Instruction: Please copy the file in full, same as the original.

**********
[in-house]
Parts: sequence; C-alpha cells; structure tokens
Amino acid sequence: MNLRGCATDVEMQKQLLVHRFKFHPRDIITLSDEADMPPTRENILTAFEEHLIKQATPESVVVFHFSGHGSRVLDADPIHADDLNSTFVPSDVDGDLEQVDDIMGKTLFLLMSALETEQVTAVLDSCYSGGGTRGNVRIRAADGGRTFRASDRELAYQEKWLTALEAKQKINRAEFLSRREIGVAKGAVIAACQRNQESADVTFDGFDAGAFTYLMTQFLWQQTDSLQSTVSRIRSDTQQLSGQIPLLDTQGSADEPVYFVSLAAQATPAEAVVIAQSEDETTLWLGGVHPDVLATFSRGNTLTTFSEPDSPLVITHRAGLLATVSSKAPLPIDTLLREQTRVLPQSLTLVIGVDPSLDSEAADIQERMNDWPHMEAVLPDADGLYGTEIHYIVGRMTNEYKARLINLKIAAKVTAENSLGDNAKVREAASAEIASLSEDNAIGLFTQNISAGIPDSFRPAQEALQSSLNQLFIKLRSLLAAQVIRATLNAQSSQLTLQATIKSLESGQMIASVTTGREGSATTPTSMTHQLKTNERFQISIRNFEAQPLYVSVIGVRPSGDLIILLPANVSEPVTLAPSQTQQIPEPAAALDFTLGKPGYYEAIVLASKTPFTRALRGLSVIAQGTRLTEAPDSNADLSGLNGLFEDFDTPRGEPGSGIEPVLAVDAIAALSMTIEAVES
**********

[in-house]
Parts: sequence; C-alpha cells; structure tokens
Amino acid sequence: MNLRGCATDVEMQKQLLVHRFKFHPRDIITLSDEADMPPTRENILTAFEEHLIKQATPESVVVFHFSGHGSRVLDADPIHADDLNSTFVPSDVDGDLEQVDDIMGKTLFLLMSALETEQVTAVLDSCYSGGGTRGNVRIRAADGGRTFRASDRELAYQEKWLTALEAKQKINRAEFLSRREIGVAKGAVIAACQRNQESADVTFDGFDAGAFTYLMTQFLWQQTDSLQSTVSRIRSDTQQLSGQIPLLDTQGSADEPVYFVSLAAQATPAEAVVIAQSEDETTLWLGGVHPDVLATFSRGNTLTTFSEPDSPLVITHRAGLLATVSSKAPLPIDTLLREQTRVLPQSLTLVIGVDPSLDSEAADIQERMNDWPHMEAVLPDADGLYGTEIHYIVGRMTNEYKARLINLKIAAKVTAENSLGDNAKVREAASAEIASLSEDNAIGLFTQNISAGIPDSFRPAQEALQSSLNQLFIKLRSLLAAQVIRATLNAQSSQLTLQATIKSLESGQMIASVTTGREGSATTPTSMTHQLKTNERFQISIRNFEAQPLYVSVIGVRPSGDLIILLPANVSEPVTLAPSQTQQIPEPAAALDFTLGKPGYYEAIVLASKTPFTRALRGLSVIAQGTRLTEAPDSNADLSGLNGLFEDFDTPRGEPGSGIEPVLAVDAIAALSMTIEAVES